5 Ways Drugs and Alcohol Affect Your Mental Health
When is the last time you talked to a healthcare provider about your drug and alcohol usage? Do you turn to alcohol or drugs to self-medicate? At the Kenosha Community Health Center, our goal is to help every patient #BeWell and to provide education to our community that helps each member make healthy choices.
1. How drugs affect your brain
The brain is the most complex of all body organs. It regulates and coordinates every single process in your body through a communication system in which neurons pass messages back and forth among different structures within your brain and other parts of your body. What drugs do is they interfere with the way neurons normally send, receive, and process information. Depending on the type of drug, it affects a different part of the brain. And though you might feel momentary pleasure, the side effects can be permanent. Some of these effects include impaired learning and cognitive function, memory loss, lack of self-control, among others.
2. How alcohol affects your brain
Just like drugs, alcohol disrupts your brain’s communication system. While alcohol can initially make you feel energized, happy and inhibited, it actually works as a nervous system depressant, which you can witness when after a few drinks, you start having trouble coordinating your movements and speaking fluently. Alcohol abuse has long-term effects on both your physical and mental health such as liver damage, cancer, cognitive impairment, memory loss, psychosis, anxiety, and depression.
3. How substances affect your memory
Sometimes when you drink too much, the next day, you have trouble remembering some parts of the night. People might even tell you what you said or did, and you still have no recollection whatsoever of these events. These “blackouts”, as they are often referred to, are an indication that you are drinking too much—and though experiencing one doesn’t mean that your brain cells associated with memory are damaged, frequent heavy drinking can actually damage your memory cells permanently.
4. Relationship between substances and anxiety and depression
There is a direct correlation between substance addiction and these mental illnesses, which means substance abuse can be what triggers anxiety and depression, but having anxiety and depression can lead to becoming addicted to drugs and alcohol. According to the American Psychiatric Association, depression is an illness that causes feelings of deep sadness and loss of interest in activities you used to enjoy. If not treated, it can cause problems in your personal life, relationships, work, or school. Anxiety is when you frequently have intense, excessive, and persistent worry and fear about everyday situations. These feelings are hard to control and out of proportion to the actual danger. These illnesses can trigger substance consumption as a way of self-medication in an attempt to feel better. But, in reality, as soon as the effects of the substances pass, the person is usually left feeling bluer than before, which can lead them to consume again and eventually create a dependency.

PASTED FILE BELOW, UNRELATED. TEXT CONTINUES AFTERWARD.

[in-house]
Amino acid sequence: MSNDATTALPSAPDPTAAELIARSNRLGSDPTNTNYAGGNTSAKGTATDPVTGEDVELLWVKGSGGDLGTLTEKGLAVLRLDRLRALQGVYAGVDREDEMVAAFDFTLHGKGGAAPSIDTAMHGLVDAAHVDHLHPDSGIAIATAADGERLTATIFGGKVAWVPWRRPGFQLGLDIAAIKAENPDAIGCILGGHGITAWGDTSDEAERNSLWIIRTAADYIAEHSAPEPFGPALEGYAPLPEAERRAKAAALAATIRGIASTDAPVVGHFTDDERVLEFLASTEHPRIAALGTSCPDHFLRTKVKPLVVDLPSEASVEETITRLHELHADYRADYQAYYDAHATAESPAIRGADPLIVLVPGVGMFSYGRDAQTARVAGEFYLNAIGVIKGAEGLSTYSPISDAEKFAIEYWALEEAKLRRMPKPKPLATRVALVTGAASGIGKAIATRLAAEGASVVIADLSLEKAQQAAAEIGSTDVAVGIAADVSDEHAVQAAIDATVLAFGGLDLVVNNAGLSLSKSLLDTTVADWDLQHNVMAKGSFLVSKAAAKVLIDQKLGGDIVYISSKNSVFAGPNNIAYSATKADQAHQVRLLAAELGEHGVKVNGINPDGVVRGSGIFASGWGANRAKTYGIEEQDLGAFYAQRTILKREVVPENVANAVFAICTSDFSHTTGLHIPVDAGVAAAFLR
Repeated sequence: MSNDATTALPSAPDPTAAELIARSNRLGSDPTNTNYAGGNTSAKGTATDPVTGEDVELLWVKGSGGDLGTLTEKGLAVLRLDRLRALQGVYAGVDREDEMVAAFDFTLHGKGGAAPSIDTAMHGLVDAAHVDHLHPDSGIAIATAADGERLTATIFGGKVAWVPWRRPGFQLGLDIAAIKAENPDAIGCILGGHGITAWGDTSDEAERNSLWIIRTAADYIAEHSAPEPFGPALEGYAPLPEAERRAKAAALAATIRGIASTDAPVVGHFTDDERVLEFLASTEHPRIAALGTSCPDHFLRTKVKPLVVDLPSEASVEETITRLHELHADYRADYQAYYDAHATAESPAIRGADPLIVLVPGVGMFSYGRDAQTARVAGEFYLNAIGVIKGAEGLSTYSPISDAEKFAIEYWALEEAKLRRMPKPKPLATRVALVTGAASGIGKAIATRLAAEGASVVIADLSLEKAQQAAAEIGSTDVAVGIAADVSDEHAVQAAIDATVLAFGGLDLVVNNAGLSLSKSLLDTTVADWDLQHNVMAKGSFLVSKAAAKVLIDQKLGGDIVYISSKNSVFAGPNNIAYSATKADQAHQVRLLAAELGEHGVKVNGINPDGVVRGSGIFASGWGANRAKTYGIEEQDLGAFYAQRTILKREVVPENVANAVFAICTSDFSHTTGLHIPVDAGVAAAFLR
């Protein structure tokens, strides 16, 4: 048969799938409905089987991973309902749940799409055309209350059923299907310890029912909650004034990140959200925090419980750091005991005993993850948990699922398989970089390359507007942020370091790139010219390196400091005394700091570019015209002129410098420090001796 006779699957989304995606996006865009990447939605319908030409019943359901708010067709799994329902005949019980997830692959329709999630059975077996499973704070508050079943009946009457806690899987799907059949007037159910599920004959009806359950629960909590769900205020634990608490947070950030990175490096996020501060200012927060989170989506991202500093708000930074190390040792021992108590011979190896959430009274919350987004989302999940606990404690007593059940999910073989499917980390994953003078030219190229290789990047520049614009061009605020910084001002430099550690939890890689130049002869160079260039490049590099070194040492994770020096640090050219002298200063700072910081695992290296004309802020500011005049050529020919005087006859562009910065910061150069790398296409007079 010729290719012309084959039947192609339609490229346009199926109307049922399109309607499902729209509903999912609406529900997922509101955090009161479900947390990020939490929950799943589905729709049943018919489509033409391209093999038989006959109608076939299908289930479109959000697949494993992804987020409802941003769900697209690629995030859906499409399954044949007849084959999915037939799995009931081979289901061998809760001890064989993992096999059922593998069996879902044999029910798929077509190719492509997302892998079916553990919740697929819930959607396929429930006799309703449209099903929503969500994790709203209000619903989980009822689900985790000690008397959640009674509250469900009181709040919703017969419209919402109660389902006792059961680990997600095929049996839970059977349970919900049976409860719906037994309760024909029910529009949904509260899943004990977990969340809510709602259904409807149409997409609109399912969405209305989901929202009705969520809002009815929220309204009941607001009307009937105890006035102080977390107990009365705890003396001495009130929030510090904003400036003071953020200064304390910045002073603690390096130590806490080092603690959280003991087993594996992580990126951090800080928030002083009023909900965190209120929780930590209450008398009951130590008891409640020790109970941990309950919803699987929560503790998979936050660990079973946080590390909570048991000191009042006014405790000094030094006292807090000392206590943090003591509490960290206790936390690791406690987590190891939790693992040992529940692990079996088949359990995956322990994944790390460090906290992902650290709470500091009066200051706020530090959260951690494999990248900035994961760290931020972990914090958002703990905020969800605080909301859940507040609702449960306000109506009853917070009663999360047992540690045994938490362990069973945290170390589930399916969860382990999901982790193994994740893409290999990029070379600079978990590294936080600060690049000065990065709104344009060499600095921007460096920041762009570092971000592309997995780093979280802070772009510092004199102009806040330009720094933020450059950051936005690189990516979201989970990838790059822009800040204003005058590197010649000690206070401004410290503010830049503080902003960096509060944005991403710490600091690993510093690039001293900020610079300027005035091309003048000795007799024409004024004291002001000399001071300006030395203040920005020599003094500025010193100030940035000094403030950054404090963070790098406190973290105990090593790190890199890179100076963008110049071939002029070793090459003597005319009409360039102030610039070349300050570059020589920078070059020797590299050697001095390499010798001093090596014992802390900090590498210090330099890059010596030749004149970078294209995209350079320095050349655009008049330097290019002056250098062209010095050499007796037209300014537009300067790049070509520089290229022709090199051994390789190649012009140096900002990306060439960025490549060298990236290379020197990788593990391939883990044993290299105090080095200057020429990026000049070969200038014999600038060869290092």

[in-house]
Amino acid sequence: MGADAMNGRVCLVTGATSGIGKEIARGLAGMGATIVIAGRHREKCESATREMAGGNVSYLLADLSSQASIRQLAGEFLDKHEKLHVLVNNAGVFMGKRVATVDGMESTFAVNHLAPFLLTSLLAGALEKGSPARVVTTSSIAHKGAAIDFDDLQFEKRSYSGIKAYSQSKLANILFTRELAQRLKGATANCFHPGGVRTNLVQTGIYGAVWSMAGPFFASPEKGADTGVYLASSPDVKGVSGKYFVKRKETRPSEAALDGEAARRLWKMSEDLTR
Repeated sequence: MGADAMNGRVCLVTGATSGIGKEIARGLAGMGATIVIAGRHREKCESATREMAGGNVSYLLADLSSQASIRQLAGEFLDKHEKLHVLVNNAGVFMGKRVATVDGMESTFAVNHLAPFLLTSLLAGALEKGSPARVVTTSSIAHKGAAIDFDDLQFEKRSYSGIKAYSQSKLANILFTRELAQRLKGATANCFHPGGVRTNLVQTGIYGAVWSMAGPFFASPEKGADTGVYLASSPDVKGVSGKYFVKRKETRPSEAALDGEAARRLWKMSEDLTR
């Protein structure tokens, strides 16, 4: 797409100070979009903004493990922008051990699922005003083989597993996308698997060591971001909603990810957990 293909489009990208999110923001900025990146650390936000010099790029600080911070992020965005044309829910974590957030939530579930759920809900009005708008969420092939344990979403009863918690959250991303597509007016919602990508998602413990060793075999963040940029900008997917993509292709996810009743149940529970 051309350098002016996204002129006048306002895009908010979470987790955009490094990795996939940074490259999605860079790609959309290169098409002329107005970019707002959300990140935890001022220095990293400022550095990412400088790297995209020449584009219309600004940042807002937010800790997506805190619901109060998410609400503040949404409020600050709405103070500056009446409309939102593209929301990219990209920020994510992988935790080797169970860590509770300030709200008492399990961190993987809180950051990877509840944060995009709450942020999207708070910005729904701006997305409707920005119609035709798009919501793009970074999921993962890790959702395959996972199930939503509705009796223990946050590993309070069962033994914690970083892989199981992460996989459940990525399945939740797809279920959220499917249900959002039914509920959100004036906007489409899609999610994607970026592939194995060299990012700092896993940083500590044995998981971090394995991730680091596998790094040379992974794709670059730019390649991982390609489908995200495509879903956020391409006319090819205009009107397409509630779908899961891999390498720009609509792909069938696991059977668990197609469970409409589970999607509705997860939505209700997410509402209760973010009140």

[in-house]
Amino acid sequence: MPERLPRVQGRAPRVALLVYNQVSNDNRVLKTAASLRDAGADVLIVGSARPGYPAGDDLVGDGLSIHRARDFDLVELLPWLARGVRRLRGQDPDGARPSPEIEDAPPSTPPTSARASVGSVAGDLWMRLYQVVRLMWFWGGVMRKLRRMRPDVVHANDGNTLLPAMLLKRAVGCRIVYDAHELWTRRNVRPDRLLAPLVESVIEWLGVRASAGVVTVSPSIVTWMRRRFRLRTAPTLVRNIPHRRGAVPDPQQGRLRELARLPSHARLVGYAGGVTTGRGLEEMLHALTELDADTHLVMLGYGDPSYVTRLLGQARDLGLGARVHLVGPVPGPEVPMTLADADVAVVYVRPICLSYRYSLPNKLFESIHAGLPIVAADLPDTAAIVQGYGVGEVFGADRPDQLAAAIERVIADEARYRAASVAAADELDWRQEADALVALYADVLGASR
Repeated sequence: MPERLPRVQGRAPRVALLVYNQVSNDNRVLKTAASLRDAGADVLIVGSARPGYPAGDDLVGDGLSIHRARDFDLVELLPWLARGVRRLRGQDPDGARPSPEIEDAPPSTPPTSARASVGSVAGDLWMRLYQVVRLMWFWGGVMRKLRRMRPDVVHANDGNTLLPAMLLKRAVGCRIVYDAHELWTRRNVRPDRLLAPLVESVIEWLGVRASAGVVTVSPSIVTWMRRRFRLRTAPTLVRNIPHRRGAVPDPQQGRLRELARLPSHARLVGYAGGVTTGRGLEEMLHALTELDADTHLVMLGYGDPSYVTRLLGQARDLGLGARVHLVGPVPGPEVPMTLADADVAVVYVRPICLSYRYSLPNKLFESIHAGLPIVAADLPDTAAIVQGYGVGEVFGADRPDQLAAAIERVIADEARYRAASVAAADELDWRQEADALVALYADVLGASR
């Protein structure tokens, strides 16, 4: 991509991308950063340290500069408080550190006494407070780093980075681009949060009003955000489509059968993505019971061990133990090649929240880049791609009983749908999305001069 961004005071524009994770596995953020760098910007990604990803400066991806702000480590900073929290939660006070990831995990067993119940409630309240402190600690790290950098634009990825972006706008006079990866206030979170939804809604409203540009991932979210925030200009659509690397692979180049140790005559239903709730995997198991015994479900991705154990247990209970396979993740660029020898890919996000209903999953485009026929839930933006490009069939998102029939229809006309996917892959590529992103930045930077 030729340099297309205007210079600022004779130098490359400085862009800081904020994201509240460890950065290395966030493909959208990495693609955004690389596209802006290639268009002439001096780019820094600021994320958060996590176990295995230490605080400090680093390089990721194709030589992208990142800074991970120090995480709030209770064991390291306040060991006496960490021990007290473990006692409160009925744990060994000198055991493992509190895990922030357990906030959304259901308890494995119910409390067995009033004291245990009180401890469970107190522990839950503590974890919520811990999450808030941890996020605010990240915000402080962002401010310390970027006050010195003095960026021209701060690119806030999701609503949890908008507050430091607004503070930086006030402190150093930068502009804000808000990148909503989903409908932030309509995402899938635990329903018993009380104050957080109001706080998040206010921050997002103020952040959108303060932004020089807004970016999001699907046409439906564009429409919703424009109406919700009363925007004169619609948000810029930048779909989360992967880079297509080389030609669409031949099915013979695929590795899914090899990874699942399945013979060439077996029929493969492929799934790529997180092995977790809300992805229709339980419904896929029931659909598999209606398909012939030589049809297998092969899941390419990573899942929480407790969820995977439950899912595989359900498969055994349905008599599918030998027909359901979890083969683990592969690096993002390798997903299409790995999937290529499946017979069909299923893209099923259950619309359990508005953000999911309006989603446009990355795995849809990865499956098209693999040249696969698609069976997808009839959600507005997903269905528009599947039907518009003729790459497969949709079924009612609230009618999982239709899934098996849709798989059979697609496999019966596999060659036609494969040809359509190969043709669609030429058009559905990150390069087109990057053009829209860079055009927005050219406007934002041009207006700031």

5. Substances can cause stress
We often use alcohol, sometimes even drugs, to cope with the daily stress in our lives. While there is nothing wrong with having a glass of wine every once in a while after a long day, frequent alcohol and drug consumption as a way of dealing with stress can actually be counterproductive. Even if you feel relaxed for a couple of hours after using a substance, when the effect passes, you have to face the same stress again, which can lead you to use again, creating a vicious cycle. Also, think about it, when you’re drunk or high, you tend to make bad decisions, such as maxing your credit card, getting involved with someone you shouldn’t have and ruining a relationship, getting into a physical fight, etc. As soon as the effects of the substance go away, you have to face these situations, which, obviously, will leave you feeling more stressed.
What can you do?
Now that you know how drugs and alcohol can affect your mental health, the next step is to reflect on your habits regarding these substances. Maybe, even if you think you are consuming them responsibly, they might be actually affecting your mental health.